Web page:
|Posted:||December 19, 2012 01:51 PM|
|From:||Representative Glen R. Grell|
|To:||All House members|
|Subject:||Insanity Defense -- Prior House Bill 1405|
TO: All House Members
FROM: Representative Glen R. Grell
DATE: December 19, 2012
SUBJECT: Cosponsor Legislation – Prior HB 1405
In the near future, I plan to reintroduce House Bill 1405 to permit judges to admit the testimony of licensed psychologists in determining insanity. This bill passed the House unanimously on March 12, 2012, but failed to receive third and final passage in the Senate prior to the end of session.
Currently, state law specifies that only psychiatrists can testify at the initial determination of insanity. The Association of State and Provincial Psychology Boards estimates that approximately 100 psychologists are proficient in forensic psychology and could offer expert opinions; in fact, some courts already allow them to testify. With this amendment, the law would clarify that courts have the discretion of accepting testimony from a wide range of qualified professionals. The proposed language of the amendment has been agreed upon by the professional associations representing both the psychologists and the psychiatrists.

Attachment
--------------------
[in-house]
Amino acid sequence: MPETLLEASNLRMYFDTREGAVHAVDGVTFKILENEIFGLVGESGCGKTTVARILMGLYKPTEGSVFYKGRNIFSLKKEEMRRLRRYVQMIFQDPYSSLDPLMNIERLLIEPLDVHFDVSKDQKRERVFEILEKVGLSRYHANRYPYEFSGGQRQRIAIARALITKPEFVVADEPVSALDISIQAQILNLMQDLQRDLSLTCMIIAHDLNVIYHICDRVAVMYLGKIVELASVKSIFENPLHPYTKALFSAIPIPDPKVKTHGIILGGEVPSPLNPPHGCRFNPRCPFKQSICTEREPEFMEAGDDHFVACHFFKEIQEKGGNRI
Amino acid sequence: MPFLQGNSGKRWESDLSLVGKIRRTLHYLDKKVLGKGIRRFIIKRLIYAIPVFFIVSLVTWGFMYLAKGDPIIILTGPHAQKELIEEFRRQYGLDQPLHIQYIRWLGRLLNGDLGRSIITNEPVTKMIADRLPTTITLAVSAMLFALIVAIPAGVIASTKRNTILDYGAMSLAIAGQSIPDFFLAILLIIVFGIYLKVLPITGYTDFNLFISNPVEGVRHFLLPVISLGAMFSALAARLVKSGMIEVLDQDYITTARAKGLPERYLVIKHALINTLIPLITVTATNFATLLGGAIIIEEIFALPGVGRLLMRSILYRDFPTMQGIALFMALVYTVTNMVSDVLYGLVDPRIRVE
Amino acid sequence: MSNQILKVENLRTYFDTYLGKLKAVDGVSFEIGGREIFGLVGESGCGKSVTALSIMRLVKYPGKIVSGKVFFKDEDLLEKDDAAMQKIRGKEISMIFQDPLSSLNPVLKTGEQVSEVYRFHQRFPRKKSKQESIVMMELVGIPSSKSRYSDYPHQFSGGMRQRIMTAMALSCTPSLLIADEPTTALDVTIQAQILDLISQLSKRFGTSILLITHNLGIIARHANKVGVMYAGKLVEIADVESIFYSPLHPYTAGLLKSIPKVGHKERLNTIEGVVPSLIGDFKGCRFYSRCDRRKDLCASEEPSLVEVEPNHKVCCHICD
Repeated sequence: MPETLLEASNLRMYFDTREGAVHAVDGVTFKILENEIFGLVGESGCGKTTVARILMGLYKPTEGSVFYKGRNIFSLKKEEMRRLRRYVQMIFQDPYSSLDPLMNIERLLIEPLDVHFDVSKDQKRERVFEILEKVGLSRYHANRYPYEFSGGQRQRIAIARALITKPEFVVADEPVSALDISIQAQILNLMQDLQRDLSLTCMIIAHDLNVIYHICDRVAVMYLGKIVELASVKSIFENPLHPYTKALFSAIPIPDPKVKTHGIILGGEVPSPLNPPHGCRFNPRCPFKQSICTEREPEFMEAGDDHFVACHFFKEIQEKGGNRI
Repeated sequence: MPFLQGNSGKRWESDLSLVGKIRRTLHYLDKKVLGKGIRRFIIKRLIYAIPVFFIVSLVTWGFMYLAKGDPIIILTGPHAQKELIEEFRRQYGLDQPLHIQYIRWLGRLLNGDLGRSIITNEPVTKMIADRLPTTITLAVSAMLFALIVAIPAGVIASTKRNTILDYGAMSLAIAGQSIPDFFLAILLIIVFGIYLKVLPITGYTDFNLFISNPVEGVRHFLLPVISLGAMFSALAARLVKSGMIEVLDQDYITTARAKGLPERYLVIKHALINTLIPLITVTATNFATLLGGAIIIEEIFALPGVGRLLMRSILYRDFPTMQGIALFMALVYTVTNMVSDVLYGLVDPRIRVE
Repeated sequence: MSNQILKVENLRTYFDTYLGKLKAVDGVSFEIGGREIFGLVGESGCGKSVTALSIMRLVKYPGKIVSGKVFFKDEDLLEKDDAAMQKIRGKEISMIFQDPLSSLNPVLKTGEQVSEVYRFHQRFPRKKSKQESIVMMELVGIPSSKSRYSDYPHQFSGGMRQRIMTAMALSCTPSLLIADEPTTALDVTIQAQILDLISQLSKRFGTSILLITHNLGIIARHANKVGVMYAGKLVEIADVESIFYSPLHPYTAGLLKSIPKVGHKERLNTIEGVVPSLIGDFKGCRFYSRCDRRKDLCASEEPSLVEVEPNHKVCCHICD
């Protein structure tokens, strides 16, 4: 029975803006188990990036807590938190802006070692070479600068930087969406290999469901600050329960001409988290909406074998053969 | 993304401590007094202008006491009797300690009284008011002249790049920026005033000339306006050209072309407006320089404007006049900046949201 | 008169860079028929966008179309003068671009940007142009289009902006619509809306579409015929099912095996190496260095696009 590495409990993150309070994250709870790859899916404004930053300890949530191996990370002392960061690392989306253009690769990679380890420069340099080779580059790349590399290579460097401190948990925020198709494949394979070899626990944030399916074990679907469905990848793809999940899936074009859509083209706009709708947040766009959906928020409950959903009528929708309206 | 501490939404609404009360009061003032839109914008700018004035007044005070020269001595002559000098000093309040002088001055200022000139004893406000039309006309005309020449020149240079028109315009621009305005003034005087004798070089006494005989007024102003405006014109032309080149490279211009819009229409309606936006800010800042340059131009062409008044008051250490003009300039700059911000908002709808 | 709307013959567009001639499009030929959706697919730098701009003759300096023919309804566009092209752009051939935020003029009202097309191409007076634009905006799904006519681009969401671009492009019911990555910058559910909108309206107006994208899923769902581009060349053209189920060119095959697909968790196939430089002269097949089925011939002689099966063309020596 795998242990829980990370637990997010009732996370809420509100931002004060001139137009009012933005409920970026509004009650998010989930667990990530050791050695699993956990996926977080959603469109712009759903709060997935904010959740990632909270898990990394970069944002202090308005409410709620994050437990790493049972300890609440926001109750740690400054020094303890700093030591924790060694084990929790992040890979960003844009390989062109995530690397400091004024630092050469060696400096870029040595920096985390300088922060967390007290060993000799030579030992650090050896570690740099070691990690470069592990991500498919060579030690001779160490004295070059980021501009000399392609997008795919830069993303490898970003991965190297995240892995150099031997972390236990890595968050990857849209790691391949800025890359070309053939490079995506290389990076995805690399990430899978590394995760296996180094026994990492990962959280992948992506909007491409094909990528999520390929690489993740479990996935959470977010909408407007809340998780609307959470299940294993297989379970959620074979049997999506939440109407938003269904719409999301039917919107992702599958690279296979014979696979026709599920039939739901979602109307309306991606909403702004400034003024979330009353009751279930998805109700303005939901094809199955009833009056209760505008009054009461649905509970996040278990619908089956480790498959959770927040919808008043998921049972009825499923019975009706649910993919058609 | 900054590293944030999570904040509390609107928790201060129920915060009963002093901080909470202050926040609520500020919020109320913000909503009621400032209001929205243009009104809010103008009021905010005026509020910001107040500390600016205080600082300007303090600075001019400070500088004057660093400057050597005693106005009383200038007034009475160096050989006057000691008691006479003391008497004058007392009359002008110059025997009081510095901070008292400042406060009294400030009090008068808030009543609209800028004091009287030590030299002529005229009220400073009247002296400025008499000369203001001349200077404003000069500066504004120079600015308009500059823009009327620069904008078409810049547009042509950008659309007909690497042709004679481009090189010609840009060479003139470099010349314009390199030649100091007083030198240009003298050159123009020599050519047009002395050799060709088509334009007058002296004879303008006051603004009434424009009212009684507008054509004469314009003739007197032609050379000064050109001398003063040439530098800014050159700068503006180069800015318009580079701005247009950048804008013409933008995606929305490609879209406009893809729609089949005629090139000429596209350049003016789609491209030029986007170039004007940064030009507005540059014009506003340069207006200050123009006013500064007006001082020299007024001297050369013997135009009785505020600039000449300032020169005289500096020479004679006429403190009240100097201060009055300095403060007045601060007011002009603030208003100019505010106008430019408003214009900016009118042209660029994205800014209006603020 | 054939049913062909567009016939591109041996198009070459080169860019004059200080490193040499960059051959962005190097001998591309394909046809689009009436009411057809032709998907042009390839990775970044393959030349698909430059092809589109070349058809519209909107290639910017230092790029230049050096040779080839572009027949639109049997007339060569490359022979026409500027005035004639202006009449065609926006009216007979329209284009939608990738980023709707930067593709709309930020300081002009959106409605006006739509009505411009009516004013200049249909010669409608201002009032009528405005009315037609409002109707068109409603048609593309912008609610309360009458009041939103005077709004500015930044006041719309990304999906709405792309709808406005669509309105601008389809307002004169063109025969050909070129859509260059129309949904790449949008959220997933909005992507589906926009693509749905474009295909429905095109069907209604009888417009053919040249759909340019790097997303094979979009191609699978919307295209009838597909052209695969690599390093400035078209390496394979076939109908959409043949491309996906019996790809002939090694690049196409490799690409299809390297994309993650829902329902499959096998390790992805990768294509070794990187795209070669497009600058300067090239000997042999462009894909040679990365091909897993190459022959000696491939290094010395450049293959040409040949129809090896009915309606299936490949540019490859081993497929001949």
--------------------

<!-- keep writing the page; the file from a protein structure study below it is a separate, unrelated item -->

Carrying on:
My legislation does not alter the standards for an insanity defense in Pennsylvania. In fact, current state statute provides that defendants may summon other experts, such as a psychologist to testify on their behalf. Recognizing psychologists as evaluators of the insanity defense is consistent with the scope of the practice and the recognition of psychologists in a variety of other forensic areas.
Insanity determinations are rare and constitute less than 1 percent of all homicides. This legislation benefits our courts and judicial process by providing a wider range of qualified persons as expert witnesses.
Introduced as HB21